The Valdosta Daily Times
When the Division II playoff bracket was revealed on Sunday, there was plenty of confusion in Valdosta as it related to Super Region 2.
If you haven’t heard by now, Albany State and Delta State received the top two spots and first-round byes. VSU is No. 3, and will host No. 6 North Alabama on Saturday. In the other first round game, No. 5 Morehouse will play at No. 4 Wingate.
That’s not the way many, if any, had the Super Region 2 field shaking out.
There are plenty of questions. Why did North Alabama make the playoffs after losing the day before? How did Delta State jump all the way from No. 5 to No. 2? Why did Wingate get bumped from No. 3 to No. 4 after winning? Why didn’t VSU stay at No. 2? Why did Fort Valley get left out?
All are legitimate questions, and all were answered in a conference call with the chairman of the playoff selection committee, Shawn Jones, after the playoff seedings were released.
After Jones’ explanations and reviewing the rankings’ criteria, the playoff committee appeared to get it right, despite the perceived wackiness.
First, let’s look at the main criteria for selecting and seeding playoff teams. The main criteria are won-loss record against Division II opponents, strength of schedule and head-to-head results.
In that case, Albany State is a clear No. 1. The Golden Rams went 9-0 against Division II competition, and they were the only team in the region to go undefeated. No other team even finished with one loss.
That’s why Albany State is No. 1.
It gets tricky at No. 2 with Delta State, but it makes sense. Delta State was 8-2 against Division II competition, which is tied with Wingate, Valdosta State and Morehouse for the second-best record in the region. Delta State also has the highest strength of schedule of all the playoff teams in Super Region 2 (12th hardest in the nation). Since the Statesmen beat VSU head-to-head and have a higher strength of schedule than VSU, they jumped the Blazers. Since the Statesmen have a better strength of schedule than Wingate and Morehouse, they jumped Wingate and stayed ahead of Morehouse.
That’s why Delta State is No. 2
VSU lost its final game, while Wingate won its final game, but the Blazers stayed ahead of Wingate based on their head-to-head win in the season opener.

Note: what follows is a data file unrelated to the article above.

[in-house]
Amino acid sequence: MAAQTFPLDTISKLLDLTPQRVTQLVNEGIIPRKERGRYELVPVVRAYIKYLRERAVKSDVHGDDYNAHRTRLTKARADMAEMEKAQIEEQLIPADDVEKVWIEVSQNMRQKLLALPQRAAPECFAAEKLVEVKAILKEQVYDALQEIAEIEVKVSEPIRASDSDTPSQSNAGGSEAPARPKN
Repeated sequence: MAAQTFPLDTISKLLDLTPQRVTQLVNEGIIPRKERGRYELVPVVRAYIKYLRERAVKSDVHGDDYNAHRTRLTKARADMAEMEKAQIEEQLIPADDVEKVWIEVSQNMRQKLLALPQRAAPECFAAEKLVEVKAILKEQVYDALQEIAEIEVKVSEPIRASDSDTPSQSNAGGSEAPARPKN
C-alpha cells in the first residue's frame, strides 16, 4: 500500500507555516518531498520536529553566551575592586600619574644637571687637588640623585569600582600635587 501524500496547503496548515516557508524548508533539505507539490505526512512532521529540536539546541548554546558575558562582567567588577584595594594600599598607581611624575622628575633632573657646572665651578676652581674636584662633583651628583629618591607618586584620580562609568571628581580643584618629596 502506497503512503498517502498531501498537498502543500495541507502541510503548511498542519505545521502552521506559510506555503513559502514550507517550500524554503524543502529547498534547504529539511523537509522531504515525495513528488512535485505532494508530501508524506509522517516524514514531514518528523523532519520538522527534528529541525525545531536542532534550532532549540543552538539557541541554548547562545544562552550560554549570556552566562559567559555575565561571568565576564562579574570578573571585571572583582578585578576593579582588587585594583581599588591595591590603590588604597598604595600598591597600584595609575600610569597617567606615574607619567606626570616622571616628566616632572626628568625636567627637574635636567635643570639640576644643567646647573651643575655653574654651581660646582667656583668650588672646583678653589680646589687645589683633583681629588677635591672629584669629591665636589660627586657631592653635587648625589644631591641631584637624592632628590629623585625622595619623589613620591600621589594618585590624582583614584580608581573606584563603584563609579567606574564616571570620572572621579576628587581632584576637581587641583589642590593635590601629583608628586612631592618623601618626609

That’s why VSU is No. 3 and Wingate is No. 4.
Morehouse moved from No. 6 to No. 5. The Maroon Tigers have the lowest strength of schedule of the four 8-2 teams, so they come in behind Delta State, VSU and Wingate. Morehouse made it in over fellow SIAC team Fort Valley State because Morehouse beat Fort Valley head-to-head in the second week of the season.
That’s why Morehouse is No. 5.
If you’re following along, that’s Albany State No. 1, Delta State No. 2, VSU No. 3, Wingate No. 4 and Morehouse No. 5. It makes sense.
North Alabama was the last team to make the playoffs from Super Region 2, with an 8-3 record against Division II opponents. The Lions couldn’t be ranked ahead of VSU because VSU had a better record, better strength of schedule and the head-to-head win. The Lions have the head-to-head win over Delta State, but the Statesmen have one fewer losses and a tougher strength of schedule. The same can be said for why UNA is behind Wingate. Morehouse is ahead of UNA because it has one less loss.
The question with UNA becomes why did it stay in the top six after losing on the last day of the regular season, while Fort Valley was left out with one less loss? Jones pointed to UNA’s better overall body of work. UNA might have one more loss than Fort Valley, but it has one more Division II win than Fort Valley. UNA’s schedule is also tougher.
The only other team outside of Fort Valley that could make a legitimate argument to be in the playoffs is Henderson State. However, UNA beat Henderson State head-to-head, and UNA has one more Division II win.
So, if you look at the main criteria of Division II wins and losses, strength of schedule and head-to-head competition, the selection committee looks right on point.
The confusion comes because we’ve all been looking at last week’s rankings, which had Albany State No. 1, VSU No. 2, Wingate No. 3, UNA No. 4, Delta State No. 5, Morehouse No.6 and Fort Valley No. 7.
The first two questions when the playoff bracket was revealed were how could UNA not fall out of the top six with a late loss, and how could Delta State jump all the way to No. 2 by beating Lambuth while at the same time Wingate dropped after beating Newberry?
Jones had a simple explanation for both.
Jones said, starting last year, the playoff committe no longer takes into account when a team loses. In that case, it didn’t matter that UNA lost on the last day of the season. A loss in the first week of the season is treated the same as a loss on the last day.
As for why Delta State made the leap from No. 5 to No. 2, Jones said the selection committee does not look at the previous week’s rankings. The slate is wiped clean from week to week. The committee didn’t take into account the fact that Delta State was previously No. 5.
While the final rankings seem head-scratching on the surface, I now understand. What I don’t understand is why bother ranking the teams prior to the final rankings if the previous rankings don’t matter?
All that does is frustrate a team like Fort Valley State that thought it was a shoe-in after UNA’s loss. It befuddles a team like VSU, which didn’t think there was any way it would see UNA in the first round and then face a trip to Delta State in the second round. It raises eyebrows in Wingate, N.C. on how the Bulldogs could drop after a win.
The committee needs to take a look at that.
It’s a lot to think about and digest, but what’s done is done. Blazers fans might not like the way the final rankings turned out, but the selection committee went strictly by the book. It’s time to get ready for UNA.